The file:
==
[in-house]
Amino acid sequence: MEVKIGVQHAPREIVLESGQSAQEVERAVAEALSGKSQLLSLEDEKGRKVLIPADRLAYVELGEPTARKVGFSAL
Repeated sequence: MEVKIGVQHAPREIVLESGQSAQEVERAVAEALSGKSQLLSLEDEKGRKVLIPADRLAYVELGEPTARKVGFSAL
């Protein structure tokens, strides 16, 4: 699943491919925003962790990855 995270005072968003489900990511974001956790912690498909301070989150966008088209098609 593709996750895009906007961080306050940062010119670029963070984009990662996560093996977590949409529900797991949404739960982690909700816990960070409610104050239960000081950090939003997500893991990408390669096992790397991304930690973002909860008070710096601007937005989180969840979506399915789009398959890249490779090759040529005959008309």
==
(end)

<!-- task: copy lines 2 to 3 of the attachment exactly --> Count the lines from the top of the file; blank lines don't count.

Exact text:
Amino acid sequence: MEVKIGVQHAPREIVLESGQSAQEVERAVAEALSGKSQLLSLEDEKGRKVLIPADRLAYVELGEPTARKVGFSAL
Repeated sequence: MEVKIGVQHAPREIVLESGQSAQEVERAVAEALSGKSQLLSLEDEKGRKVLIPADRLAYVELGEPTARKVGFSAL